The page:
GSS and Wireless TechnologyFollow article
Ever since the ’80s, wireless technology has been allowing us to communicate remotely. Rewind back just 30 years ago and we are introduced to 1G, also known as Analog Cellular. 1G standards had its constraints as it was limited to a country level and focused only on providing voice services to its users.
Over the years, we have seen wireless technology improve, offering its users more and more benefits:
Provided both voice and very limited data capabilities (SMS). This was the first “nearly” global standard.
Introduced mobile video – although initially sold as a more efficient way to provide voice services.
4G acknowledged the need for low power IoT networks with the introduction of Narrow Band IoT (NB-IoT) and LTE-M (also known as CAT-M1) profiles.
Is expected to bring us networks that can be configured for different applications whether they are low latency, high bandwidth, high mobility etc., but not necessarily all at the same time.
Predicted to integrate terrestrial and satellite wireless technology – providing genuine global coverage at last!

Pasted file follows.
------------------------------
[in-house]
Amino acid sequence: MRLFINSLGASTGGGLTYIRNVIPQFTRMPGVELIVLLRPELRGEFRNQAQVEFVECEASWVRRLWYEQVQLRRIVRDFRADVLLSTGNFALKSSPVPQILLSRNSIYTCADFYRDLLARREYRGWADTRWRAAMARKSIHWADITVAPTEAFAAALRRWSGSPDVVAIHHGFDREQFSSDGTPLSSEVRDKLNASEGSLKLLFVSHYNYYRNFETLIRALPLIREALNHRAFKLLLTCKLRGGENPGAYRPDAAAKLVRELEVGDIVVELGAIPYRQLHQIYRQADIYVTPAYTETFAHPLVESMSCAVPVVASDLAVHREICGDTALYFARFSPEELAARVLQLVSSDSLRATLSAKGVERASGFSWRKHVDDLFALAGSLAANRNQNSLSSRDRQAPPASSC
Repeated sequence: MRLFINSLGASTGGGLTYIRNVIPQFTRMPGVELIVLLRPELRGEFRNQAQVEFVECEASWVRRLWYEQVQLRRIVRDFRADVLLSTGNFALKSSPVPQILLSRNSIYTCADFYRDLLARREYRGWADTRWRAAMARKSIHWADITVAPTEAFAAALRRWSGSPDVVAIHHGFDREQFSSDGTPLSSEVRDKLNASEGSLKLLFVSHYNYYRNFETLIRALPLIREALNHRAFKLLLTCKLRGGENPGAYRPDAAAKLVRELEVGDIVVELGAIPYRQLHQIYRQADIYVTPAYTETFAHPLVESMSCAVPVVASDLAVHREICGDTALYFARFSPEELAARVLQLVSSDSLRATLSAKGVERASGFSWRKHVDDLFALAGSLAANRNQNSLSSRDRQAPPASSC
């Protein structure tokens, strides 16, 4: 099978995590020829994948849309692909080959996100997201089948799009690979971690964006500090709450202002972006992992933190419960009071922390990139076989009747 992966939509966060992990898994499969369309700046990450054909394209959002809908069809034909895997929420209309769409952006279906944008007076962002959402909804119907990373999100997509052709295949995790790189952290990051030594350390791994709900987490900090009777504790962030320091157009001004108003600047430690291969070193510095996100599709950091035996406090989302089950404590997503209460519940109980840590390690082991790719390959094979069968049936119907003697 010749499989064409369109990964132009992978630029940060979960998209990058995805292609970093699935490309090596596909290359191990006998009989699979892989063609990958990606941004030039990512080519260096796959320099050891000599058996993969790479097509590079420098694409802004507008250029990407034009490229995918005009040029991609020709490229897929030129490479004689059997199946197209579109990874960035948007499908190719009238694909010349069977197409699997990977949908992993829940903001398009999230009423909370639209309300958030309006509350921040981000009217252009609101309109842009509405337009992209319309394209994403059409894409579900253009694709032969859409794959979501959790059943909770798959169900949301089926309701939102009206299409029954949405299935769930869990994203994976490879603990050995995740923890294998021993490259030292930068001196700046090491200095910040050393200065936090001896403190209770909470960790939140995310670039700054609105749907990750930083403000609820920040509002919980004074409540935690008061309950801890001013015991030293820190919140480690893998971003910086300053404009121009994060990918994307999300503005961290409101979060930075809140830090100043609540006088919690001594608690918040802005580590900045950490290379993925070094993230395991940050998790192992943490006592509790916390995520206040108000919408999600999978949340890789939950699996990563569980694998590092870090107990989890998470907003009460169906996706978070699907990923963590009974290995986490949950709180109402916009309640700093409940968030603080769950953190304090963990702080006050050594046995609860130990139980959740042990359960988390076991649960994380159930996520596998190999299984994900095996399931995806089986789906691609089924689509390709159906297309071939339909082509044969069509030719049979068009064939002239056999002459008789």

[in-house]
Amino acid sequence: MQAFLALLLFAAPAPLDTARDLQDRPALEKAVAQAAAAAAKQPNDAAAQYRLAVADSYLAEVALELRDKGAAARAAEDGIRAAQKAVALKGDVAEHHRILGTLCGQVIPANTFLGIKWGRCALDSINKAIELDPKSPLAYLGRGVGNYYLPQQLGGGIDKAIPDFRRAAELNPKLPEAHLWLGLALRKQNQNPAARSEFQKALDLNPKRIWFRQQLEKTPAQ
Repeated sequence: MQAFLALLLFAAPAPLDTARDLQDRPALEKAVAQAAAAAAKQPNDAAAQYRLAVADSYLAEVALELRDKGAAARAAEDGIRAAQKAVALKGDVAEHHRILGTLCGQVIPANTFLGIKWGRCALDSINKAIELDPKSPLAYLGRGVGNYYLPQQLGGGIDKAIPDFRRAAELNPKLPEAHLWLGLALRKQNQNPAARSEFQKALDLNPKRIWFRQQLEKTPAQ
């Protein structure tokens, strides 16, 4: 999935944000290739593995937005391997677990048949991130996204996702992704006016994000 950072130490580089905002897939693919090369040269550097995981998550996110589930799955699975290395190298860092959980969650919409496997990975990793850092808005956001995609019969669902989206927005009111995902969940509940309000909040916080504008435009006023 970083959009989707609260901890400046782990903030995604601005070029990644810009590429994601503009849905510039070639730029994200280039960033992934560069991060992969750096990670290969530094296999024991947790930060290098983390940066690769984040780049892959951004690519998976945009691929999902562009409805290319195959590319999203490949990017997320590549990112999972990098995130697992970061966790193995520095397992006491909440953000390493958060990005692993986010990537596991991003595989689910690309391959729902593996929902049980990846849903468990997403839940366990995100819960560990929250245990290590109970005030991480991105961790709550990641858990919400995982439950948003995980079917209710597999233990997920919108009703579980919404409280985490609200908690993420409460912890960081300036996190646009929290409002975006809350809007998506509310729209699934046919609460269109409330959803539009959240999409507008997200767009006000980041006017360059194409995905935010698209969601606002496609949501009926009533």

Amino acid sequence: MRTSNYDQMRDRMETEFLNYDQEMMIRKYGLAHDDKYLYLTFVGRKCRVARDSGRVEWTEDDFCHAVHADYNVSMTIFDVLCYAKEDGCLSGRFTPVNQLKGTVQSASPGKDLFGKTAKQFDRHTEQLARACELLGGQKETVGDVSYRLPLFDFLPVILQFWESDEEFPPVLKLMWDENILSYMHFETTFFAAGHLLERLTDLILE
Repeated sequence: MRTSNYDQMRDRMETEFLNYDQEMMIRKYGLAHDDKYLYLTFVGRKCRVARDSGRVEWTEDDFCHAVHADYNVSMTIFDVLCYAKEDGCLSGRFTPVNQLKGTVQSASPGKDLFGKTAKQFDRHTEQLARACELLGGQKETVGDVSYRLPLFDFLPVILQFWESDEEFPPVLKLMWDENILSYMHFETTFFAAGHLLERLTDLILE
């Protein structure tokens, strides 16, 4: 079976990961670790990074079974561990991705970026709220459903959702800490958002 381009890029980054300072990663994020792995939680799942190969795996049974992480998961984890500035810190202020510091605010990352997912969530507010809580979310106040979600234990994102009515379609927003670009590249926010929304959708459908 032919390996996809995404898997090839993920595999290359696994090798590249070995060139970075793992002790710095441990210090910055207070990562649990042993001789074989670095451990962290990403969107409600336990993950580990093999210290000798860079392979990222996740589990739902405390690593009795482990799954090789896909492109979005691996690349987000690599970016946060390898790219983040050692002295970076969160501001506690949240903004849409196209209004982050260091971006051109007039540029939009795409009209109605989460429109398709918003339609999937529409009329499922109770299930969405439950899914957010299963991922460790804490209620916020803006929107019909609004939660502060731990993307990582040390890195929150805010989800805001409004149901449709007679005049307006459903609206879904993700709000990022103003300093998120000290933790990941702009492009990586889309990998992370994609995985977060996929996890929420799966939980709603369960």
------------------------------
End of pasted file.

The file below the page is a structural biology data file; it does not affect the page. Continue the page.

While these advances in wireless technology are profound, they are met with the limitations of power consumption and supply. With so many endpoints now being remotely deployed, low power consumption remains a key objective.
Gas Sensing Solutions (GSS) carbon dioxide sensors have become a compelling choice for many companies for a whole host of reasons. Firstly, they feature ultra-low power consumption. Specifically, less than 3.0mW when performing two measurements per second and rapid stabilisation time of less than 2 seconds. These sensors are perfect for battery powered applications. Secondly, GSS sensors are solid state. The absence of fragile parts means they can be applied in tough IoT deployments.
To find out more about GSS carbon dioxide sensors and how they fit in with the advances in wireless technology, check out the GSS website now.